There is more and more evidence that restriction linked with eating disorders can modify the gut microbiome (8). The microbiome (the bacteria in our guts) is a growing area of research and the bacteria in our gut has been linked to many different aspects of our mental and physical health. The gut microbiome is responsible for helping our bodies metabolize nutrients such fibre (prebiotics) that they can turn into short chain fatty acids that have beneficial effects on our body (8). People with an altered microbiome cannot digest fibre in the same way which leads to digestion issues.


Restriction of energy is linked with a decreased microbiome diversity which can cause many issues (9). This dysbiosis (imbalance of the gut microbiome) has actually been found to perpetuate malnutrition and make it harder to recover from an ED (9). The gut microbiome also affects what is called the “gut-brain axis” and affect our hormones, immune system and hunger and fullness cues (7). Dysbiosis of the gut microbiome caused by malnutrition could be linked with higher rates of anxiety and depressive symptoms which could exacerbate the mental health state of people with eating disorders (8). Hormonal issues are often associated with low levels of body fat found in many eating disorders and dysbiosis of the microbiome is also linked to hormonal issues in women (8).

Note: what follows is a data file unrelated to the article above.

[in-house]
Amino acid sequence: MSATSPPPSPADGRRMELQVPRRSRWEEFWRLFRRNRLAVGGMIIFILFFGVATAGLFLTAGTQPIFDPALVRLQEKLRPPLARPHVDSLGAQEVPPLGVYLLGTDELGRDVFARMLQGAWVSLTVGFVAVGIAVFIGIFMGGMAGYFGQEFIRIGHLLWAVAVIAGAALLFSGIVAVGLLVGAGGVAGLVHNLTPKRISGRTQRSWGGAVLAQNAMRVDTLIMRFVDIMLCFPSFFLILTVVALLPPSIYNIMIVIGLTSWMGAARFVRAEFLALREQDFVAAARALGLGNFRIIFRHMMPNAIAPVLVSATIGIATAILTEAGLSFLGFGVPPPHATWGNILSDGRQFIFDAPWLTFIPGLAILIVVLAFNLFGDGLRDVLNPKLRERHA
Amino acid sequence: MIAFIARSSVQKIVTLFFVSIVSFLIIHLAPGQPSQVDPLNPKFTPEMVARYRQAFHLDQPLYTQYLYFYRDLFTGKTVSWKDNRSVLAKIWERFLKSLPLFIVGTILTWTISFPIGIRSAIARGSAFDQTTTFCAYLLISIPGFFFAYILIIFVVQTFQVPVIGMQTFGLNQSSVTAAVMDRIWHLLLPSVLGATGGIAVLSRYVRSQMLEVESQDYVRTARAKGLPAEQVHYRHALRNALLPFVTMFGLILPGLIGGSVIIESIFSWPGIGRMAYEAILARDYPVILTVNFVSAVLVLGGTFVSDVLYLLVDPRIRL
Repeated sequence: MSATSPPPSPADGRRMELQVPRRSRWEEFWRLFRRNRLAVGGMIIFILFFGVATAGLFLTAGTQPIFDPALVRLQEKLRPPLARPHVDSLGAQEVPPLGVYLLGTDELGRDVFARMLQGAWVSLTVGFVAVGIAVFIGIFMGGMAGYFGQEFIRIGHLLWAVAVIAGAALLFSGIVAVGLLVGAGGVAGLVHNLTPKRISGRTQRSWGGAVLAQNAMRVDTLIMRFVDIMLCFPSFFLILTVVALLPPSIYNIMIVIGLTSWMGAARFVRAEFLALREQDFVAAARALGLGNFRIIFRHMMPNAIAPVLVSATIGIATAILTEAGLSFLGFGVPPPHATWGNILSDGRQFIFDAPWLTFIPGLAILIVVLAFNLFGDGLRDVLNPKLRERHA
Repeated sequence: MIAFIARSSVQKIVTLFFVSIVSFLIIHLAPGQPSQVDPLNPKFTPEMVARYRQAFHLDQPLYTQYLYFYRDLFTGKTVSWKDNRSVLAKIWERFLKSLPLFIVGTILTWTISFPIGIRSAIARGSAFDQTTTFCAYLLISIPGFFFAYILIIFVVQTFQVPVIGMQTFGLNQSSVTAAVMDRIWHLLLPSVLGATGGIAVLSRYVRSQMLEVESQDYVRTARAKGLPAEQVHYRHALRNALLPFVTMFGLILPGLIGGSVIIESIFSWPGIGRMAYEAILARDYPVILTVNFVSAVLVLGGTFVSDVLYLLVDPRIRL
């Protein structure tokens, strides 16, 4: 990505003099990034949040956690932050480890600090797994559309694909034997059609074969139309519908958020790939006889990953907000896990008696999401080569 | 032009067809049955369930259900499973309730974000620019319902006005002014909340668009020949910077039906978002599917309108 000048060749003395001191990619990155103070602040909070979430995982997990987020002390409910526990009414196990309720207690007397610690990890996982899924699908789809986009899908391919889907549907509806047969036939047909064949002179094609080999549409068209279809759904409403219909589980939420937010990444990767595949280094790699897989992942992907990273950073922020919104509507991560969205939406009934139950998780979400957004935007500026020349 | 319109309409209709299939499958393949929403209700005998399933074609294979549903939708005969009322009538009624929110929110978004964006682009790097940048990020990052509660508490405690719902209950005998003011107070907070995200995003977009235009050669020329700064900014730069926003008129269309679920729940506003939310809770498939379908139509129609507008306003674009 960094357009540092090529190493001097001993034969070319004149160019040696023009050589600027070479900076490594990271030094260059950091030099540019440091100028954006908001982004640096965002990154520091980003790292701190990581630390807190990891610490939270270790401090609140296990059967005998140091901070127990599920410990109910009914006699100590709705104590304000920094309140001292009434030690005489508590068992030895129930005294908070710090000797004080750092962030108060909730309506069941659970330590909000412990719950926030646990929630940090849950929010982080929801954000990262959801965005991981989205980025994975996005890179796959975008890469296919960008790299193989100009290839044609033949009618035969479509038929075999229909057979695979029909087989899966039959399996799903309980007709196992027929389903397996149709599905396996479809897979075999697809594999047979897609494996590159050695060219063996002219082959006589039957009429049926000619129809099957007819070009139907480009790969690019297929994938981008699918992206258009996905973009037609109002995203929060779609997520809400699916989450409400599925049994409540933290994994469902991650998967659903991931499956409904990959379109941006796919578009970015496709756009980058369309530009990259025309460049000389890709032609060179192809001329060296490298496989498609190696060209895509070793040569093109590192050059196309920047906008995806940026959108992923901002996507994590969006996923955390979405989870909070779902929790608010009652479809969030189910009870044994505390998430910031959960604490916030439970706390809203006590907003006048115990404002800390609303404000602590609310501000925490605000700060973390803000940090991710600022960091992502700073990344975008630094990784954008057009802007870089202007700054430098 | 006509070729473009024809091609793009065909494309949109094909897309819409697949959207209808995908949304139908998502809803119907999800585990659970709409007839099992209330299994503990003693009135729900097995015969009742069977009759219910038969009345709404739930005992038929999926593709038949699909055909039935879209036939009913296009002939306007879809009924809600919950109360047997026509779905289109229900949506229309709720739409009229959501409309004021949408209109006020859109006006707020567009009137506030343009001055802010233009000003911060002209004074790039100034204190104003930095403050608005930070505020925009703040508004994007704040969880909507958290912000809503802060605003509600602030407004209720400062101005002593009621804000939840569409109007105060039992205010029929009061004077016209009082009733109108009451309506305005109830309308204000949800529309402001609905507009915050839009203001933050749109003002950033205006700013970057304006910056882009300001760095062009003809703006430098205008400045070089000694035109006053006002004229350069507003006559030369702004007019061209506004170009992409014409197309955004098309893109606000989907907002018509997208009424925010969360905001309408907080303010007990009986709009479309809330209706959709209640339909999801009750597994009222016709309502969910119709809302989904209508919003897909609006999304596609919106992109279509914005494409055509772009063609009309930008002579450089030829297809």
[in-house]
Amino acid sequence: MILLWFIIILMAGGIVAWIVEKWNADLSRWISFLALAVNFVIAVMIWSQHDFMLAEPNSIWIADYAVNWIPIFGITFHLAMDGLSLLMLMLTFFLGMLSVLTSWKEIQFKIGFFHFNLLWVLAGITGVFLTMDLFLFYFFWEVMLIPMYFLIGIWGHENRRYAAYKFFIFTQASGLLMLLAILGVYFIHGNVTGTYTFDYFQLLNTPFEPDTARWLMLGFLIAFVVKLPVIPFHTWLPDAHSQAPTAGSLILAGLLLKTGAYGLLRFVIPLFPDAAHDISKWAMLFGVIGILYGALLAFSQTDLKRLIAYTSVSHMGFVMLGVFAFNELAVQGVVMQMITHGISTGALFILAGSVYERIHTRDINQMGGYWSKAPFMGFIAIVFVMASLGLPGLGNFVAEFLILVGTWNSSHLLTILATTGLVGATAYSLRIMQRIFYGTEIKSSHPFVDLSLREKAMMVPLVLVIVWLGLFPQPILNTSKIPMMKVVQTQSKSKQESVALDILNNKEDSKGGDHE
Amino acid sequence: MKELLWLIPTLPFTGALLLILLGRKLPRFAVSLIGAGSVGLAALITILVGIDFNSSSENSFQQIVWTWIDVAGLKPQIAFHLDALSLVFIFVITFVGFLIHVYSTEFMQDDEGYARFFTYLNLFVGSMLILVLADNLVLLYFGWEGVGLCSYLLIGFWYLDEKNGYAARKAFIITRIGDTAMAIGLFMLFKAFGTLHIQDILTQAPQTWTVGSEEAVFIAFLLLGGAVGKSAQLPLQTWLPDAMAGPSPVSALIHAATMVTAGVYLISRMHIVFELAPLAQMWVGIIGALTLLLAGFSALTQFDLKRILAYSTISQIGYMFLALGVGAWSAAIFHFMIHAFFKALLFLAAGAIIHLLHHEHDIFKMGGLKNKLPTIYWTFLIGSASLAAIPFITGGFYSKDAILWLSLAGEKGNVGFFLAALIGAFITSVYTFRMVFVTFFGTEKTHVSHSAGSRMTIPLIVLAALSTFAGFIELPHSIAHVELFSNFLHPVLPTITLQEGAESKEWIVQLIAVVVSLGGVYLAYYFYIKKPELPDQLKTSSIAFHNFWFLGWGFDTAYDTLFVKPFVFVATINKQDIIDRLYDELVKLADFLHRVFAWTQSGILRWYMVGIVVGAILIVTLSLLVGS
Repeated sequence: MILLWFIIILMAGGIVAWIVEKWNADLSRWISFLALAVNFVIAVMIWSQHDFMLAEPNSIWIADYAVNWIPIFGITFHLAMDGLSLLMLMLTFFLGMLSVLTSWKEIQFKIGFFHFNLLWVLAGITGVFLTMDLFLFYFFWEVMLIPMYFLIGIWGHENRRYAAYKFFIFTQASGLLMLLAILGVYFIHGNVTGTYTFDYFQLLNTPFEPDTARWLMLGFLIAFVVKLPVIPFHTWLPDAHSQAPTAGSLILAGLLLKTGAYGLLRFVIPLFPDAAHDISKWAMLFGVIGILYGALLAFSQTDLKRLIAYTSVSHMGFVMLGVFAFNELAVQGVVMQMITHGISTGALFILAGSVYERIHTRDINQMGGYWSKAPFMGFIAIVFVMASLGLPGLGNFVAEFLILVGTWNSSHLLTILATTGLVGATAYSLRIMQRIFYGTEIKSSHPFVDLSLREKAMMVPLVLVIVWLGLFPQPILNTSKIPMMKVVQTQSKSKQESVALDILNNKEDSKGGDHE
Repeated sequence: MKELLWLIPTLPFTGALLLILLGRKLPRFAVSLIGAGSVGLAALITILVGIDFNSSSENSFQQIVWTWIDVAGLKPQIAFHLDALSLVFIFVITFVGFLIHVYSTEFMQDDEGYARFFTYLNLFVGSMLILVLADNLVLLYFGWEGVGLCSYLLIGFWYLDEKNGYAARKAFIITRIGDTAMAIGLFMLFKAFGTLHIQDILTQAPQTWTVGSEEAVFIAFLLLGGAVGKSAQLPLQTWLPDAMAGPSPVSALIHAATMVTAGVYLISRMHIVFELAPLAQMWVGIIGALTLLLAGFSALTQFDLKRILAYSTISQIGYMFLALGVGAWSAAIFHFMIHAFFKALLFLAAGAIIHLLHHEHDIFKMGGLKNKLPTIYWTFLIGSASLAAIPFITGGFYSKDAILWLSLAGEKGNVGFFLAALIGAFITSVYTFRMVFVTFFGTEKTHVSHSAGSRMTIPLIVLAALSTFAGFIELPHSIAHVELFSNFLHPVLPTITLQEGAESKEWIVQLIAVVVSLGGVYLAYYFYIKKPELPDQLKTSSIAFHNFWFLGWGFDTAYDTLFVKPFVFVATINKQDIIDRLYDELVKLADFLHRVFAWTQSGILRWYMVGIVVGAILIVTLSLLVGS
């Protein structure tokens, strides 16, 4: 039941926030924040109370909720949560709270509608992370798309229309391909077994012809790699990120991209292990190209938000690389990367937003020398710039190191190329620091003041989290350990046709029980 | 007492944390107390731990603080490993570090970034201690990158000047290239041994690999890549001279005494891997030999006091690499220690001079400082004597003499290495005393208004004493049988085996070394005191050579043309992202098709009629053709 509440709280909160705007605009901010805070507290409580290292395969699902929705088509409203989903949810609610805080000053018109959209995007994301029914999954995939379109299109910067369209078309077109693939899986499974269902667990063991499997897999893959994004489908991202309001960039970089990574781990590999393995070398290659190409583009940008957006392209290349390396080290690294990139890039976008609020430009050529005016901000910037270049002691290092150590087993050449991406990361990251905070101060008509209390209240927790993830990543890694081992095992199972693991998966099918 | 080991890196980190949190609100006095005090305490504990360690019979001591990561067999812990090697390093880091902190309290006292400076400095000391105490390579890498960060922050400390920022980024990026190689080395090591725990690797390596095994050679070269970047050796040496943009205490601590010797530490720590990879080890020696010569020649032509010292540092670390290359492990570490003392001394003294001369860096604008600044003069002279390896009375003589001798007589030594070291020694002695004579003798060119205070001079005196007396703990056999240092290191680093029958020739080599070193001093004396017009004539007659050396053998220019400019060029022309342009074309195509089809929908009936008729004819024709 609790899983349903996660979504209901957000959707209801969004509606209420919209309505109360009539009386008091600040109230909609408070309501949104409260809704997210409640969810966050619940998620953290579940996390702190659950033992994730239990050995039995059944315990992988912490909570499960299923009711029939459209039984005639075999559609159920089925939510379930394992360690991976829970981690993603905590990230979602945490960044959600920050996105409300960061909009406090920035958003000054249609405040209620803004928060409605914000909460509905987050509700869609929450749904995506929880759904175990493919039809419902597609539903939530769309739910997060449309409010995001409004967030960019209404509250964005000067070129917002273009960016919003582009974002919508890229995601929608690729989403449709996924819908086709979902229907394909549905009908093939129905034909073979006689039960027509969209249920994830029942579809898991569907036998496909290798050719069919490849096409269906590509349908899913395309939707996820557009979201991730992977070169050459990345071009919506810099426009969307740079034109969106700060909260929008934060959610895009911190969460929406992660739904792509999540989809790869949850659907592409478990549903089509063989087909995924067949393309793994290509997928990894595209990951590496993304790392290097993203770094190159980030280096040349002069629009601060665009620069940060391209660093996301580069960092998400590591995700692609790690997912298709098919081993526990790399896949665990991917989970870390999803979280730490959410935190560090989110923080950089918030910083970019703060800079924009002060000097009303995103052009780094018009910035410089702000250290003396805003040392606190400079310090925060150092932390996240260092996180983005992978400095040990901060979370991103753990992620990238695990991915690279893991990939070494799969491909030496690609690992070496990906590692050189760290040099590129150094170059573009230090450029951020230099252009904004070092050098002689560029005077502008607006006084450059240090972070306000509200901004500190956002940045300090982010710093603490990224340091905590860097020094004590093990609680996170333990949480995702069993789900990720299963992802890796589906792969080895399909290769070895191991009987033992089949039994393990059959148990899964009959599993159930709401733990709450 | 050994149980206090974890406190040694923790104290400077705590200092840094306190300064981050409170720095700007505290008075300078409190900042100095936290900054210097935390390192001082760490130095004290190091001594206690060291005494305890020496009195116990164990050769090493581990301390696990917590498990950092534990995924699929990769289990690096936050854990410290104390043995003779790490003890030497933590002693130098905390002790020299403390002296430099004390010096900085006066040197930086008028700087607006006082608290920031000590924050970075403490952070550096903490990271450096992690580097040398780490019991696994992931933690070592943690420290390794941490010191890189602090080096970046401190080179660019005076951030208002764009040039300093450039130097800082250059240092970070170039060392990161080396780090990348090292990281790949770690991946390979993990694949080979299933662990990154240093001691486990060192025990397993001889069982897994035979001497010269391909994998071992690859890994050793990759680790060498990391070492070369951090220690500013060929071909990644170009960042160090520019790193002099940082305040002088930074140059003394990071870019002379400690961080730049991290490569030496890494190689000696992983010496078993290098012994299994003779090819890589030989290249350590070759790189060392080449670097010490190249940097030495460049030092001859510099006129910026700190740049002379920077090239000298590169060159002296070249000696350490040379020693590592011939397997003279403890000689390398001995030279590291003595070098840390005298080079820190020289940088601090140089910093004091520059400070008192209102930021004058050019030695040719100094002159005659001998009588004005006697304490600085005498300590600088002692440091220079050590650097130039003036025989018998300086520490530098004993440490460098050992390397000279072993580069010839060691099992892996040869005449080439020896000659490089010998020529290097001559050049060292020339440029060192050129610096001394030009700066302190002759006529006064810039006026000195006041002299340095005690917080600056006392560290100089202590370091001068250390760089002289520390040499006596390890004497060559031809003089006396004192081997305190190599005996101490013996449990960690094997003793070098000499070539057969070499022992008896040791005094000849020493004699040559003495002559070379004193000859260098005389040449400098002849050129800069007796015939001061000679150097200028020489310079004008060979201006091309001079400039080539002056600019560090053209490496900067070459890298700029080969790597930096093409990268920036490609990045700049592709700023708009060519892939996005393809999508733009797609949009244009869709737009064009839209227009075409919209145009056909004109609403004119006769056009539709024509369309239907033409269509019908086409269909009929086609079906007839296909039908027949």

Dysbiosis in EDs is associated with higher levels of inflammation and stress. EDs cause significant stress on the body and high cortisol levels (a chronic stress hormone) have been linked to gut permeability problems or “leaky gut” which could also cause GI issues, as people suffering from a “leaky gut” experience higher levels of inflammation in the GI tract and throughout the body (8).



For more information, check out the last article on the effect of calorie restriction on the body.


What are the effects of binge eating on gut health?

Binge eating involves eating large amounts of food in a short period of time and is a symptom of certain types of anorexia, bulimia, binge eating disorder and other atypical eating disorders. The gut microbiome is affected by modified eating patterns, our gut microbes are sensitive to our circadian rhythms (our internal clock) and disruptions in eating patterns can lead to microbiome dysbiosis (9). This dysbiosis can be linked to the similar side effects as seen above. such as hormonal imbalances, inflammation and digestion issues (9). Furthermore, a binge also interferes with the body's ability to digest and will cause delayed gastric emptying. Furthermore, the increase volume in stomach leads to an over expansion which, in some cases, cause stomach rupture.